Figure 1

Red cell histograms in various hematological conditions. (Key hematological features of these conditions are summarized in Table 2.) Figure (A) Normal histogram, (B) Microcytosis, iron deficiency anemia, (C) Microcytosis, beta thal trait, (D) Macrocytosis with normal RDW, (E) Macrocytosis, megaloblastic anemia, (F) Cold agglutination, (G) Sideroblastic anemia, (H) Beta thalassemia major, (I) Pyropoikilocytosis, (J) Reticulocytosis, (K) Post-iron therapy, (L) Post-iron therapy.

View this table:
Table 2

Key Hematological Features of Various Hematological Conditions in Figure 1

ConditionHematological Parameters
HGB (g/L)MCV (fL)MCHC (g/L)RDW-CV (%)RBC Histogram
1A Normal14689.633014.4Normal
1B Iron deficiency anemia8654.731421.6LS
1C Beta thalassemia13166.031814.5LS
1D Macrocytosis131102.835114.3RS
1E Megaloblastic anemia65127.832435.7DM RS SKL
1F Cold agglutinin124110.6+++++17.5DM BM
1G Sideroblastic anemia9290.932039.2DM BM LS SKR
1H Beta thal major8679.628532.1DM LS
1I Pyropoikilocytosis9960.235841.5DM LS SKR
1J Reticulocytosis8772.229831.3DP LS SKR
1K Post-iron therapy13281.131714.8DP BM
1L Post-iron therapy11285.833035.0DP BM
Reference range120–16080–95320–36011.5–14.5
  • HGB, hemoglobin; MCV, mean corpuscular hemoglobin; RDW-CV, red cell distribution wiidth-coefficient of variation; DM, dimorphic; BM, bimodal; DP, dual population; LS, left-shift; RS, right-shift; SKR, skewed to the right; SKL, skewed to the left; MCHC (+++++) overrange.

Figure 2

Histograms of iron deficiency anemia after treatment (key hematological features are summarized in Table 3). Figures B to G are representative examples of dimorphic (dual) red cell population response to hematinic treatment of iron deficiency anemia in 6 patients.

View this table:
Table 3

Key Hematological Features in Iron Deficiency Anemia After Treatment

ConditionHematological Parameters
2A Normal14484.713.9Normal
2B IDA10813270.382.822.125.58DP SKL
2C IDA8010769. BM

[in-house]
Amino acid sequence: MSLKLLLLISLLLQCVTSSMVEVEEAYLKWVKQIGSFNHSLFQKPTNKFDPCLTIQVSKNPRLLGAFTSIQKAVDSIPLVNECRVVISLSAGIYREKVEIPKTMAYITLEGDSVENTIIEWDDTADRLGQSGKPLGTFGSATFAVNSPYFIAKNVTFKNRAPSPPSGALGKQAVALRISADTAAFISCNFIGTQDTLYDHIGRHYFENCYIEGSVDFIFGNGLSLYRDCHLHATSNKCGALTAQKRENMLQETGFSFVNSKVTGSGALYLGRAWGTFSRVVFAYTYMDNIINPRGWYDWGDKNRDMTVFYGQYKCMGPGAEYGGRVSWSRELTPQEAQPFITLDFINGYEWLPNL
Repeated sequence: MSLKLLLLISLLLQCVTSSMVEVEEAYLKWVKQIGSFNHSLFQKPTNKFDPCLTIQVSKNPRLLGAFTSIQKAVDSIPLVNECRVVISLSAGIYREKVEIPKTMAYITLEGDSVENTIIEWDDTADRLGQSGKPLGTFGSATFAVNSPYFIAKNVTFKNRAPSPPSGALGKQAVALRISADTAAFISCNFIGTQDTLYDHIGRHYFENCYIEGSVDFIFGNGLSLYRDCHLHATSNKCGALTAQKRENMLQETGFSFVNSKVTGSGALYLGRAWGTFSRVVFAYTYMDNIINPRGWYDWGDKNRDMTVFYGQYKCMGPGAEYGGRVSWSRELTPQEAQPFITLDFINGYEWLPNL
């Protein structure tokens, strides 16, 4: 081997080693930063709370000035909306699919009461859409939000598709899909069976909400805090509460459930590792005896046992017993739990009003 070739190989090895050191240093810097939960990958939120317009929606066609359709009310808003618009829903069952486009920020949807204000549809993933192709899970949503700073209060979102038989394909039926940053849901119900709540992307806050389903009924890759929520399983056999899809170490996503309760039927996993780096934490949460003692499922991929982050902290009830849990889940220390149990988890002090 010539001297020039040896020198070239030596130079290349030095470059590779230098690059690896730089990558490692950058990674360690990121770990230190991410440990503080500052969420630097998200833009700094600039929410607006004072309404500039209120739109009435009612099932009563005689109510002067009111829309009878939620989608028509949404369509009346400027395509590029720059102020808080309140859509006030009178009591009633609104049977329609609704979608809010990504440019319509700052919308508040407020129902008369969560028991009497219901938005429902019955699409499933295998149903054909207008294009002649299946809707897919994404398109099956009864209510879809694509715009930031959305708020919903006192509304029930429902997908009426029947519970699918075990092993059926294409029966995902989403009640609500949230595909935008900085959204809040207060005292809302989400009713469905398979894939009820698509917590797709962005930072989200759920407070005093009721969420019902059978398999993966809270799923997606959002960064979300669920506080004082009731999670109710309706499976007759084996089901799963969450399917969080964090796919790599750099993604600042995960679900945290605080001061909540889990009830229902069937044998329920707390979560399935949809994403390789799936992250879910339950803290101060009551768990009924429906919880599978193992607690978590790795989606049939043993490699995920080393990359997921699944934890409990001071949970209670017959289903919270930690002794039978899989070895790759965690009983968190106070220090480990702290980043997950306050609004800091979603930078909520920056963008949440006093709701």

2D IDA8611861.377.423.036.0<5DP BM
2E IDA9811970.478.917.928.28DP BM LS
2F IDA9510665.670.219.528.8<5DP LS SKR
2G IDA819162.968.619.525.9<5DM LS SKR
  • PT, pre-treatment; POT, post-iron treatment; IDA, iron deficiency anemia; DP, dual population; BM, bimodal; SKL, skewed to the left; SKR, skewed to the right; SL, left shift; SF, serum ferritin. SF normal range (female)=13–145 UG/L; SF (male)=27–220 UG/L.

Analysis and Interpretations of Histograms in Figure 1 and Figure 2

The red cell histograms presented for illustration were randomly selected to represent various common hematological conditions and the different stages of post-iron IDA therapy. A histogram may be interpreted by looking at the shape of the data distribution. The distributional shape of the histogram can be classified as reflecting either single or dimorphic (multiple) red cell populations. In a single population, the histogram may have a normal Gaussian or bell-shape curve, may be widened with or without left or right shift, may be skewed to the left or right, or may show some combination of all of these characteristics. In dimorphic populations, the histogram may be symmetric and/or bimodal, or bimodal but skewed to the left or right. The centeredness and width of the histogram also define the extent of RBC variability.

Potentially, a number of factors may affect the histogram of the aperture impedance cell distribution analysis. These include the coincident doublet of red cells, red cell agglutination, inclusion of reticulocytes with mature red cells, alteration in red cell shape, and inclusion of leukocytes in certain diseases. These factors, in 1 way or another, influence the histogram’s appearances and accordingly will have a variable effect on any measurements made from the histogram.16 To reduce the effect of these problems, manufacturers design their instruments and reagent systems to specifically prevent and correct for interferences.13 They develop mathematical algorithms for particle counting and produce numeric data, graphic data, scatter plots, and interpretative comments that will assist or alert the users to potential incorrect results.19,20 In addition, to avoid interference in the calculations of RDW, the information below 20% of scale on the red cell histogram are excluded (Figure 3). These misleading data include cell coincidence, aperture artifacts, doublets and triplets, and agglutinates on the right side and platelet clumps, and megathrombocytes on the left side of the histogram.13,16